Corona vaccines are being developed under great urgency around the world and the pressure is hard to get vaccines into production.
An extreme example is the Sputnik V vaccine developed in Russia, which was granted a marketing authorization tested on 76 people. No information has been received on its effectiveness.
Different vaccines for different groups
Researchers warn that the early introduction of “moderately effective” vaccines is hampering the development of “truly effective” vaccines.
– The fastest completed vaccines are the most experimental. It’s possible that they aren’t very good at protecting against the coronavirus, says a professor at the University of Bristol Adam Finn The Guardianille.
– However, it is difficult to prove this if a large number of people have already been given the first vaccine. Huge numbers of people are needed to find out which vaccine is best for which group, such as the elderly, says Finn.
Extensive tests already underway
There are currently 198 known coronary vaccine development projects around the world. At least four vaccines are in the final third phase of testing. These include Pfizer’s BNT162b2 and the Oxford University and AstraZeneca vaccine.
In the third phase, the vaccine has been given to tens of thousands of people and tens of thousands of people in the control group have received placebo. Participants themselves do not know if they are getting the right vaccine or placebo.
Results from these three-stage tests are expected in weeks or months. When the first drug is proven to provide effective protection against the coronavirus, the pressure is strong to use it immediately and extensively.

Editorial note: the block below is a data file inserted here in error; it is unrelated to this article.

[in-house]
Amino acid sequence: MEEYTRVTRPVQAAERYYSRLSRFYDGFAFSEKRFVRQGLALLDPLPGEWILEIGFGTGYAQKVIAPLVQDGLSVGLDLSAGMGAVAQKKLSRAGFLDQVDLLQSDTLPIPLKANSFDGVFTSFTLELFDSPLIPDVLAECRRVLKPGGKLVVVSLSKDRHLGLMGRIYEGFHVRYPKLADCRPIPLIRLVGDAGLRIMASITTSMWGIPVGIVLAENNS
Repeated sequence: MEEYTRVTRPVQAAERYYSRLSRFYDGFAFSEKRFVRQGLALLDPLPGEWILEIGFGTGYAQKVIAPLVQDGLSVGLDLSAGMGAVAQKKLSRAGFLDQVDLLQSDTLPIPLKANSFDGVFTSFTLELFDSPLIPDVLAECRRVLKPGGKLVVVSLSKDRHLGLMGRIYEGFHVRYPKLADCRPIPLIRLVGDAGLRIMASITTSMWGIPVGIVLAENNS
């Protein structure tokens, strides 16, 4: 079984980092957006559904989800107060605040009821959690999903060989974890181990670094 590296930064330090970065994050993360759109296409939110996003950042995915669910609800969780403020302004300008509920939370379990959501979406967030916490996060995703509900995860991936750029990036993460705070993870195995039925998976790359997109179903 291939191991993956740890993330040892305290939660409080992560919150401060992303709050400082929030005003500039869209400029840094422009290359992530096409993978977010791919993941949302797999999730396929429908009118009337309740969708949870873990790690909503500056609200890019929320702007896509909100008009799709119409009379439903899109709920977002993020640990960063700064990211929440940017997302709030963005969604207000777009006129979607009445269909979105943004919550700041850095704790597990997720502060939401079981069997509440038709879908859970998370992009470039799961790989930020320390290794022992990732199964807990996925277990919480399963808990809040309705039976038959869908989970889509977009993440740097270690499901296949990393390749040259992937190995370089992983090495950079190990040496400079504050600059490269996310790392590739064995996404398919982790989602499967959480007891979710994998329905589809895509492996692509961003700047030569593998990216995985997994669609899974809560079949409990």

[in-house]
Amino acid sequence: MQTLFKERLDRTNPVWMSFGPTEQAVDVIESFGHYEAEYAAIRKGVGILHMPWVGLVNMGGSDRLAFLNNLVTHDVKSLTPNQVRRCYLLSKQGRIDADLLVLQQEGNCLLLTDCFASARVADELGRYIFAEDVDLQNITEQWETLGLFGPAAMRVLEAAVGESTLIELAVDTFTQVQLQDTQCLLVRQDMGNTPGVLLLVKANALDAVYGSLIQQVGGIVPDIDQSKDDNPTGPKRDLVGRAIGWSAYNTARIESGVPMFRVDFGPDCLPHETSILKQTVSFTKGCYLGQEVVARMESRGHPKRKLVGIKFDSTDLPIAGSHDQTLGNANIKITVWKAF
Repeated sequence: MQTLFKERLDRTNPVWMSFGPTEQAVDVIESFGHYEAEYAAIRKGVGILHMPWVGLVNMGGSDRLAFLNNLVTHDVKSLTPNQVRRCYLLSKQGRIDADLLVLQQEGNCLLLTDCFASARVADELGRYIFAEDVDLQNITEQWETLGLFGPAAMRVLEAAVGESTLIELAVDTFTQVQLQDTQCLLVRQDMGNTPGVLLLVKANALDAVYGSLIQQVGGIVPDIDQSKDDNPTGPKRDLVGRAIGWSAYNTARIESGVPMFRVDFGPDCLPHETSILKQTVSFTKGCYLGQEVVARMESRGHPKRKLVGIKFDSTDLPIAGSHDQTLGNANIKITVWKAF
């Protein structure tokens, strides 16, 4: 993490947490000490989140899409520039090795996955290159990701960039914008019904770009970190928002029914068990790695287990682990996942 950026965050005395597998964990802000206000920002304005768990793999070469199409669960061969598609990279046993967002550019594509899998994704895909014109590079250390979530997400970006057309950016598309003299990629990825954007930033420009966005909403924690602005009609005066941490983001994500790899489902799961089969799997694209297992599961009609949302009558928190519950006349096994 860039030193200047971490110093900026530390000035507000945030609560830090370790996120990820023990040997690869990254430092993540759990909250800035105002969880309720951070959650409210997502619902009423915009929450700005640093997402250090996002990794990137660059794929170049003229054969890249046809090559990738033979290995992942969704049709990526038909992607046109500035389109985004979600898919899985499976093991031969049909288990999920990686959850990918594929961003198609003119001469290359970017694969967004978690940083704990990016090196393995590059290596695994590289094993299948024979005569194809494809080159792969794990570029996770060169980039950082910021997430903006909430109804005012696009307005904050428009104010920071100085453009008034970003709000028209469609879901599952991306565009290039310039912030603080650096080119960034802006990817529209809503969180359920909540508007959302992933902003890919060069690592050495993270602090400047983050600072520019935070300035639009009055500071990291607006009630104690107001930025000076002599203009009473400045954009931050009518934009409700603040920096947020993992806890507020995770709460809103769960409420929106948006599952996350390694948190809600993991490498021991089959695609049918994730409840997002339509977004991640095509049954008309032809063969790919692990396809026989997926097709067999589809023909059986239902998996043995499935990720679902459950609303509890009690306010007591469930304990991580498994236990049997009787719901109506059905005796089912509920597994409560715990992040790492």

In the elderly, the vaccine may not be effective
The first phase is likely to vaccinate health care personnel and other groups at high risk of infection.
For example, older people have a weaker immune system.
“The problem is that early vaccine tests are unlikely to show how well the vaccine works in special groups, such as the elderly,” wrote the director of the World Health Organization. Kanta Subbarao In the journal Nature.
– We know that vaccines tend to work better in healthy young adults. The tests currently underway may also not provide information on how well the vaccines work for different ethnic groups, writes Subbarao.
The end result is that by the spring, many vaccines have passed the tests without knowing which vaccine and, for example, what dose is best for which group.
It is likely that a marketing authorization will be granted for a vaccine that appears to protect at least half of the vaccine recipients. It may be used on a large scale.
This will be followed by new vaccines that have taken more time to develop but may be more effective. However, demonstrating efficacy can be difficult when the first vaccines are already widely deployed and in a hurry.
“Just no one has realized that there will be a lot of confusion about vaccines in the coming months,” says the director of the vaccine unit at the Mayo Clinic of the Medical Research Institute. Gregory Poland To the New York Times.